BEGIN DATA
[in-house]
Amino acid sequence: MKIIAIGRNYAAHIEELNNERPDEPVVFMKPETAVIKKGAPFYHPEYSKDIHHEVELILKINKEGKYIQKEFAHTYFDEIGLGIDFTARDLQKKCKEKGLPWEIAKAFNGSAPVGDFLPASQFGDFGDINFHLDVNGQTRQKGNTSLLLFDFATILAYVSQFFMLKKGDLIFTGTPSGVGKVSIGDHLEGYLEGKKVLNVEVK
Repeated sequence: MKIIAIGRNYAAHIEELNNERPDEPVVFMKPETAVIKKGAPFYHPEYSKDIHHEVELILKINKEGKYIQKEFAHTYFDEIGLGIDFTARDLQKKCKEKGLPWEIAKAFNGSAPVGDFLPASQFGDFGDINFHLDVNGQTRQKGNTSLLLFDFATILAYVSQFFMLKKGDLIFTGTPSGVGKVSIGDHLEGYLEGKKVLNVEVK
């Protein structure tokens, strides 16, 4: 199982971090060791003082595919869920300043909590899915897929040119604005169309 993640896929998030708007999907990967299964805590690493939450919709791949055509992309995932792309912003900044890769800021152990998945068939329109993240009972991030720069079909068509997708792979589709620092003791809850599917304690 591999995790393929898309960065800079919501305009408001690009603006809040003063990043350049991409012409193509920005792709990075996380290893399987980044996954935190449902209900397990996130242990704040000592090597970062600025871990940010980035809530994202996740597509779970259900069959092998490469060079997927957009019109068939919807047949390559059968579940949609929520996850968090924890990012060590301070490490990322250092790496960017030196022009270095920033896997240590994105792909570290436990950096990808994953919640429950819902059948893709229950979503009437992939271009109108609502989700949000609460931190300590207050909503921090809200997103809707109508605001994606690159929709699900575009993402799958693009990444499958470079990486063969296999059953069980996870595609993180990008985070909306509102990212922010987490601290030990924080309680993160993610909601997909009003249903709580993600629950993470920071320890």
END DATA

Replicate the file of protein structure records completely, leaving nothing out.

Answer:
[in-house]
Amino acid sequence: MKIIAIGRNYAAHIEELNNERPDEPVVFMKPETAVIKKGAPFYHPEYSKDIHHEVELILKINKEGKYIQKEFAHTYFDEIGLGIDFTARDLQKKCKEKGLPWEIAKAFNGSAPVGDFLPASQFGDFGDINFHLDVNGQTRQKGNTSLLLFDFATILAYVSQFFMLKKGDLIFTGTPSGVGKVSIGDHLEGYLEGKKVLNVEVK
Repeated sequence: MKIIAIGRNYAAHIEELNNERPDEPVVFMKPETAVIKKGAPFYHPEYSKDIHHEVELILKINKEGKYIQKEFAHTYFDEIGLGIDFTARDLQKKCKEKGLPWEIAKAFNGSAPVGDFLPASQFGDFGDINFHLDVNGQTRQKGNTSLLLFDFATILAYVSQFFMLKKGDLIFTGTPSGVGKVSIGDHLEGYLEGKKVLNVEVK
């Protein structure tokens, strides 16, 4: 199982971090060791003082595919869920300043909590899915897929040119604005169309 993640896929998030708007999907990967299964805590690493939450919709791949055509992309995932792309912003900044890769800021152990998945068939329109993240009972991030720069079909068509997708792979589709620092003791809850599917304690 591999995790393929898309960065800079919501305009408001690009603006809040003063990043350049991409012409193509920005792709990075996380290893399987980044996954935190449902209900397990996130242990704040000592090597970062600025871990940010980035809530994202996740597509779970259900069959092998490469060079997927957009019109068939919807047949390559059968579940949609929520996850968090924890990012060590301070490490990322250092790496960017030196022009270095920033896997240590994105792909570290436990950096990808994953919640429950819902059948893709229950979503009437992939271009109108609502989700949000609460931190300590207050909503921090809200997103809707109508605001994606690159929709699900575009993402799958693009990444499958470079990486063969296999059953069980996870595609993180990008985070909306509102990212922010987490601290030990924080309680993160993610909601997909009003249903709580993600629950993470920071320890």